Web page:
The second ancient poem under consideration is Li Po’s “Nefarious War”. Li Po or Li Bai, the variation of Romanization of æŽç™½, was a poet who lived around 700 BC in imperial China. He was a famous poet who wrote many poems on varied subjects including war, love and wine. He was renowned for his ability to write without correction. His career was spent in the court of the Chin Dynasty  but he fell foul to court intrigue and eventually committed suicide. Li Po was not a soldier but in his “Nefarious War” the speaker is clearly a warrior, who talks of his weariness with conflict and his reflection on war’s impact. At the time of writing imperial China was engaged in continuous struggle to defend its borders against marauding tribes. The impact on its people was considerable. Given the vast size of China it was not possible to defend all the territory under the emperor and therefore much time was spent on the campaign where the armies would travel for years to combat warring hordes or tribes attempting to steal territory, people or possessions.
Po seems to suggest war is unavoidable. His first stanza describes locations of the campaigns “the head-stream of the Sang-kan”, “the Tsung-ho road”, “the waves of Chiao-chi lake” and the pastures “on Tien-shan’s snowy slopes”. This can be compared to Homer’s description of the plains of Troy where a specific battle is fought for a specific reason. Li Po provides no particular political reason for war other than the need for defense against a foe. “Nefarious War” suggests an unrelenting, grinding attrition where the defenders of the empire need to be ever watchful “Where the Chin emperor built the walls against the Tartars, There the defenders of Han are burning beacon fires. The beacon fires burn and never go out, There is no end to war” this signifying a constant state of alertness using alliteration to make the point “burning beacon fires./The beacon fires burn” where the use of “B” provides a harsh staccato and repetition provide a prelude to the final “There is no end to war” suggesting an exhausting vigil followed by the suggestion of lament that no end to the conflict is in sight. Due to the depressing language Po uses, one thought springs to mind, Po might well be making a plea for peace symptomatic of a need for rest from the ever present danger and the need for a constant watch. This can be contrasted to the battle being described by Homer, it is stated that the fighting is done in one place, not on a widespread scale.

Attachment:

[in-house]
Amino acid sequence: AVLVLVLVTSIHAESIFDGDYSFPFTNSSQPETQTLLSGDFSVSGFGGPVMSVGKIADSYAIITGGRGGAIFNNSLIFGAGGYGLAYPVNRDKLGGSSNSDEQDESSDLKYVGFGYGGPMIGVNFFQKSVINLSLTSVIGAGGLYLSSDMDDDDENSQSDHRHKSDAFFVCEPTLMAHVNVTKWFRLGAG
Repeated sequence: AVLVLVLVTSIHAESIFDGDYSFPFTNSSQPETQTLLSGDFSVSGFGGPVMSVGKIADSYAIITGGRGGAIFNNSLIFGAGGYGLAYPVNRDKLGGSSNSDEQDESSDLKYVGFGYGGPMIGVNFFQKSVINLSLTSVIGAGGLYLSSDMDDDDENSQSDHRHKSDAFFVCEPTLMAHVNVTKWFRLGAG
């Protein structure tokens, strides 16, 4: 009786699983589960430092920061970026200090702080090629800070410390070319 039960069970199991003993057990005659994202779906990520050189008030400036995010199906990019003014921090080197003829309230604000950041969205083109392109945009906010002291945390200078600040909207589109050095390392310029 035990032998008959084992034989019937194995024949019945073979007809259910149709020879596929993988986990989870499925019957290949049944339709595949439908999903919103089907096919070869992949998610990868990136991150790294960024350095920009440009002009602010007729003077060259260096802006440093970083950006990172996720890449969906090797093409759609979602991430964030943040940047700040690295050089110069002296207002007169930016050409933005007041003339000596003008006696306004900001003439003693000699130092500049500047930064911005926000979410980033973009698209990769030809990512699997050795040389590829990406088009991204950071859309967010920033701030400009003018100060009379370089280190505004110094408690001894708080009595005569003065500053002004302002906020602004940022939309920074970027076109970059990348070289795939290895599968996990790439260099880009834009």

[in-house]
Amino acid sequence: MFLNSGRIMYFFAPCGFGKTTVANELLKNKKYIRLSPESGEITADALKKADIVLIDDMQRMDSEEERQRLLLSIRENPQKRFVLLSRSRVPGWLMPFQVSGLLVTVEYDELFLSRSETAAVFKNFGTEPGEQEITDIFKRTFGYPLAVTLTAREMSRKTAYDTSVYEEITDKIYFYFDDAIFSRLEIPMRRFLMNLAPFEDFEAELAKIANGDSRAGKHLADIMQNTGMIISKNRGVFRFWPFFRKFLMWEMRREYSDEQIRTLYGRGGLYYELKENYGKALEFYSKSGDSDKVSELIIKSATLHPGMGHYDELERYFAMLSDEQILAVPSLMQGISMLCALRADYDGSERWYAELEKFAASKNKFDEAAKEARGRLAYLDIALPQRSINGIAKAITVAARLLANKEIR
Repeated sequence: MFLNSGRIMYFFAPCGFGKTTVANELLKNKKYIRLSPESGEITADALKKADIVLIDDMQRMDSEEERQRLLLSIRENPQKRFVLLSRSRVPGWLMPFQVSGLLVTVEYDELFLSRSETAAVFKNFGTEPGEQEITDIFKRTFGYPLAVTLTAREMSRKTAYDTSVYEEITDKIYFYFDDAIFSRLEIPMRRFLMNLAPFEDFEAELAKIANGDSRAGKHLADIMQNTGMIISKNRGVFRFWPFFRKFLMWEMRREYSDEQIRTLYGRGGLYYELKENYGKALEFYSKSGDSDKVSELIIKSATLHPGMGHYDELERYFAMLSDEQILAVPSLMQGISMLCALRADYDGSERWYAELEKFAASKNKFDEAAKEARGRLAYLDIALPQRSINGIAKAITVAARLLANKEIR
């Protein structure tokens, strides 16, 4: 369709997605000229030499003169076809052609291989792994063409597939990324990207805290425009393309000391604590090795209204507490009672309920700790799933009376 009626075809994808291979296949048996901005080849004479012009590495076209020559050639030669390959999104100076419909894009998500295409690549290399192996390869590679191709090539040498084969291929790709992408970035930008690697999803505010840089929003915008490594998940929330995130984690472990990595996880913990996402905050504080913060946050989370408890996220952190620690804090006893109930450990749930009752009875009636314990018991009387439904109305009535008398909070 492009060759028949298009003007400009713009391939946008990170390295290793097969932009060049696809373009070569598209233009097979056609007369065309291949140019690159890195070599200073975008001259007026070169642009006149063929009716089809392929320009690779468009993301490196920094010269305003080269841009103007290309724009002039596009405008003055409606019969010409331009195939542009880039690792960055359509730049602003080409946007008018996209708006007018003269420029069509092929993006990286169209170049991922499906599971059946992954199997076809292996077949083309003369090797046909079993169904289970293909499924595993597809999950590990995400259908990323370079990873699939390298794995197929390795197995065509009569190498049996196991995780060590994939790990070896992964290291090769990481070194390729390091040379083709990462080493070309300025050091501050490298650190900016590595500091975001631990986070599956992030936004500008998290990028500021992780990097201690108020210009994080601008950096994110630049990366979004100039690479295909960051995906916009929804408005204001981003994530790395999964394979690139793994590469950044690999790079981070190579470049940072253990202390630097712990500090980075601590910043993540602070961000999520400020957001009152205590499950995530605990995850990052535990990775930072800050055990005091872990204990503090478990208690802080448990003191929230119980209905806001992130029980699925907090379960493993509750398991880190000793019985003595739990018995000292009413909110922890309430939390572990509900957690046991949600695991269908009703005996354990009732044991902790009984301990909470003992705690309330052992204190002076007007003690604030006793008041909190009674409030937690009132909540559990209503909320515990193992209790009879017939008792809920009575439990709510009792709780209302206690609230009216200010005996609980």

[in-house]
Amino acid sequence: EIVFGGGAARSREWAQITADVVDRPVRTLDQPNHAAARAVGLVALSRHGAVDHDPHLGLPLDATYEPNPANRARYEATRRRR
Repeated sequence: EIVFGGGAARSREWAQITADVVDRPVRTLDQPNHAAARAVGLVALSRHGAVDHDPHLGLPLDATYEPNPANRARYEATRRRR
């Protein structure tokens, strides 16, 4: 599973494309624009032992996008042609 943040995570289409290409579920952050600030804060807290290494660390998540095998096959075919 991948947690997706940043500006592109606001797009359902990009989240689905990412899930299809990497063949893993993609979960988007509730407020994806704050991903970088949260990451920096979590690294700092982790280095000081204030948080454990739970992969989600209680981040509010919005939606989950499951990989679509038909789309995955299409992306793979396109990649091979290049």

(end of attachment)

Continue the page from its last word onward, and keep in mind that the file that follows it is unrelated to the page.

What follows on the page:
Additionally, there are many references to the length of war, the fact that war goes on forever. Li Po describes the conflicts as “The long, long war goes on ten thousand miles from home. The repetition used here is very effective, it makes the reader feels the real expression of tedium made by speaker. Also, Po uses the repetition to link to the idea of the life of a warrior being boring; the mere fact that it is the same everyday and nothing changes. John Scott uses repetition in his poem “The Drum” with his reference to the troops parading “round, and round, and round”. This is similar to the repetition of “Long, long” which suggests that war has a negative effect on humanity.